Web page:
No-deal Brexit would damage Scottish economy and is ‘not in the national interest’, Holyrood committee concludes
Scottish Parliament windows - Image credit: Holyrood
A no-deal Brexit would be damaging to Scotland’s economy and public finances, according a unanimous report from the Scottish Parliament’s Finance and Constitution Committee.
In its budget report published today, the committee warns that Scotland’s public finances are becoming “increasingly complex and dependent on a number of moving parts which are interwoven”.
It suggests they already exposed to volatility and risk through the way in which the fiscal framework works.
The fiscal framework links the performance of the Scottish economy and the level of devolved tax receipts with the performance of the UK economy and the level of the equivalent tax receipts in the rest of the UK.
The report says: “Essentially this means that the Scottish Government now has more opportunity to both grow the Scottish economy and to generate increased tax revenues.
“But any benefit which accrues to the public finances in Scotland from economic growth and increased tax revenues is dependent to some extent on the equivalent performance of the UK economy and equivalent tax receipts in the rest of the UK.
“A significant number of tax and economic powers are also reserved to Westminster which limits the opportunities for the Scottish Government to grow the Scottish economy relative to the UK economy.
“Furthermore, Brexit introduces a great deal of economic uncertainty which was not anticipated when further tax devolution and the fiscal framework were introduced.”
A no-deal Brexit would be damaging to the economy and is “not in the national interest”, the committee said.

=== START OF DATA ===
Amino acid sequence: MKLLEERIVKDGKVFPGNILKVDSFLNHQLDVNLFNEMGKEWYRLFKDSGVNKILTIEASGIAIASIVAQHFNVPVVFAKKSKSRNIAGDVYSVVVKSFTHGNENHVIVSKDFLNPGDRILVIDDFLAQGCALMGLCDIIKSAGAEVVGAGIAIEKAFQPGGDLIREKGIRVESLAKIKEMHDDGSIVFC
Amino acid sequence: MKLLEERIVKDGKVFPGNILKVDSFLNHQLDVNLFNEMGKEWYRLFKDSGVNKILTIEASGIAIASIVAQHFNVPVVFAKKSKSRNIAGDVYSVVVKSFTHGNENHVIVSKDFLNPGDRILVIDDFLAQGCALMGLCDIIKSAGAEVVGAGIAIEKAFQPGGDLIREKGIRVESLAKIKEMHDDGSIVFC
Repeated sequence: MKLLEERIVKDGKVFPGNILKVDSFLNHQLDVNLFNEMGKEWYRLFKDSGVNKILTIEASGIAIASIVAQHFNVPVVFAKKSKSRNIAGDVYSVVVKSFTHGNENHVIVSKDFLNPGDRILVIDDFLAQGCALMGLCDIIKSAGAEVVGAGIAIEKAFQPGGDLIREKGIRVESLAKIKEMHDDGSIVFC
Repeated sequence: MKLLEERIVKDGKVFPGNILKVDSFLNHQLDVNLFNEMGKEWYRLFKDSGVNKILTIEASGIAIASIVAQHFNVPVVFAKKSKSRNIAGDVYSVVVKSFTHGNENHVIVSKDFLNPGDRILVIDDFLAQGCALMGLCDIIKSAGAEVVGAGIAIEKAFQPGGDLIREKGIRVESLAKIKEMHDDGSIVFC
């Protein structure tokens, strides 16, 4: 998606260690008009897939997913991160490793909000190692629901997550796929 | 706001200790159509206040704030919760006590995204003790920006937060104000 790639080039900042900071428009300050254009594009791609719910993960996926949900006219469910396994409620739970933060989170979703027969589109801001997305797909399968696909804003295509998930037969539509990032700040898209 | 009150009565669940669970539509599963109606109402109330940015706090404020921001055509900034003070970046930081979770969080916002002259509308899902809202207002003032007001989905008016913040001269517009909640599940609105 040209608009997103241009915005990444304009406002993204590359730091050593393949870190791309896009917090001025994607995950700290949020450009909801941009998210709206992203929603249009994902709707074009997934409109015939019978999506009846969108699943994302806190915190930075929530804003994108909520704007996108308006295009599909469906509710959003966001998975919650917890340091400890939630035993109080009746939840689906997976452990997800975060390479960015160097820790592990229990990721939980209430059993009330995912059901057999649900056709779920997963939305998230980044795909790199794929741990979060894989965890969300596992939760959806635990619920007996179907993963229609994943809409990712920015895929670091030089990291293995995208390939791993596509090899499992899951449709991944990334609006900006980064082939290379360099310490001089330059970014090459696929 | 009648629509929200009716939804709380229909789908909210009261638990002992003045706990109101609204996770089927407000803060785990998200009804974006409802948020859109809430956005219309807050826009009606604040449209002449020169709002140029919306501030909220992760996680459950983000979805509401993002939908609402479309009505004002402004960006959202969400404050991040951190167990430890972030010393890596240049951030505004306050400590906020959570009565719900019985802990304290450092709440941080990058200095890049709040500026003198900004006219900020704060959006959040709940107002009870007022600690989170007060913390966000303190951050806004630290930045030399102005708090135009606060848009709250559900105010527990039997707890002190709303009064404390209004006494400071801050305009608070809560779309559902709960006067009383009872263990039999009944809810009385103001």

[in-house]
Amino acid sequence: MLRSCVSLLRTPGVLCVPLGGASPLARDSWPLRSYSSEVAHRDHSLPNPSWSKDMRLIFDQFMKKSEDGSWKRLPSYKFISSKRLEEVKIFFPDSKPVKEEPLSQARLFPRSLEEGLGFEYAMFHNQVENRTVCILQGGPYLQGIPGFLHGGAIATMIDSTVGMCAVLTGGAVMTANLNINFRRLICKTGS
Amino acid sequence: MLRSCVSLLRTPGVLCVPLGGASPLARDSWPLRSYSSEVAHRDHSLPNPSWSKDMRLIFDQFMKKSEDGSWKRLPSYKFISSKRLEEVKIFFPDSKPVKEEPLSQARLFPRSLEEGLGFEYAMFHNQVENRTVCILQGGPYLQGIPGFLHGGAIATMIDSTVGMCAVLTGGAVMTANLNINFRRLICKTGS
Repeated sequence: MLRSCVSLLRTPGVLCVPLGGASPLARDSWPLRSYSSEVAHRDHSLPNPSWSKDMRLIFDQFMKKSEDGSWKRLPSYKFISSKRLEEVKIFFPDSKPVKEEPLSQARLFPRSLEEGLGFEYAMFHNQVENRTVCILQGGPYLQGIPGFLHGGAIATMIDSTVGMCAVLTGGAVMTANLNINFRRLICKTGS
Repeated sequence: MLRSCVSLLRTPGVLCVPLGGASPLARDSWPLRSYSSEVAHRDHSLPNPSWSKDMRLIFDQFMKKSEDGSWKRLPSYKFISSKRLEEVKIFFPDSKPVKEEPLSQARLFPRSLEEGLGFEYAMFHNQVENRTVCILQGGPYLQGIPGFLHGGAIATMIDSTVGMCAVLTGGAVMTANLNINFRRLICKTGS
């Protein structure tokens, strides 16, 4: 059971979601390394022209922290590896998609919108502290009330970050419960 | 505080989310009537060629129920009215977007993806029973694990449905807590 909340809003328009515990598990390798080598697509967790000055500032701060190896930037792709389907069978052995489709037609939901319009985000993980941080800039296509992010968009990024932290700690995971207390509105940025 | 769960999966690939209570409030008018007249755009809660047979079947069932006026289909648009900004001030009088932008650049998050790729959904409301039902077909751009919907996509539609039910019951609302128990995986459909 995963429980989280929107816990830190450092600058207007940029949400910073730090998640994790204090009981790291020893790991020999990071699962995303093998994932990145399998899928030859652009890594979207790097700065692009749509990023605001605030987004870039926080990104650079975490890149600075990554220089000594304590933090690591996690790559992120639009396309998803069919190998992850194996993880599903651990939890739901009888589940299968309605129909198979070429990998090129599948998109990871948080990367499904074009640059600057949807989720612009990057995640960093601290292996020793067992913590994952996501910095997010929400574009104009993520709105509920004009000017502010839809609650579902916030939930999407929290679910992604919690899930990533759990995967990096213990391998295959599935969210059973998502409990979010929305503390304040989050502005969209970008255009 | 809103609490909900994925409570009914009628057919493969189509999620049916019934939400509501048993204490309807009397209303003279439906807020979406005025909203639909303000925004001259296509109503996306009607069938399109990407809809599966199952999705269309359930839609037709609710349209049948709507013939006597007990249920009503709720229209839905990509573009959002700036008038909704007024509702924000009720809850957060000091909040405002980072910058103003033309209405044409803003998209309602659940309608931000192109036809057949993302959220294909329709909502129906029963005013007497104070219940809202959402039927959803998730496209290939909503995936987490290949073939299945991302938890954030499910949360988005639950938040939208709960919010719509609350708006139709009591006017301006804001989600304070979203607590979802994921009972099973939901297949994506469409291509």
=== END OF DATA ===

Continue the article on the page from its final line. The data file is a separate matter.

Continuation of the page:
Finance and Constitution Committee convener Bruce Crawford said: “The Office for Budget Responsibility (OBR) states that the referendum vote to leave the EU appears to have weakened the economy and predicts that a no-deal Brexit could have a severe short-term impact on the public finances and would be a lot worse than an orderly Brexit.
“The committee is strongly of the view that a no-deal Brexit would be damaging to the Scottish economy and public finances and, therefore, is clearly not in the national interest.”
He added: “The budget is becoming increasingly complex and subject to a greater level of risk.
“This is a result of both new financial powers and the way the fiscal framework works.
“The budget is now much more aligned to the performance of the Scottish economy and how much tax we raise in Scotland relative to the rest of the UK.
“This reinforces the committee’s view of the need to closely monitor the level of actual tax receipts on an in-year basis, both in Scotland and the rest of the UK.”
The committee’s report, along with that of other parliamentary committees, will inform the stage one debate of the Budget Bill on Wednesday.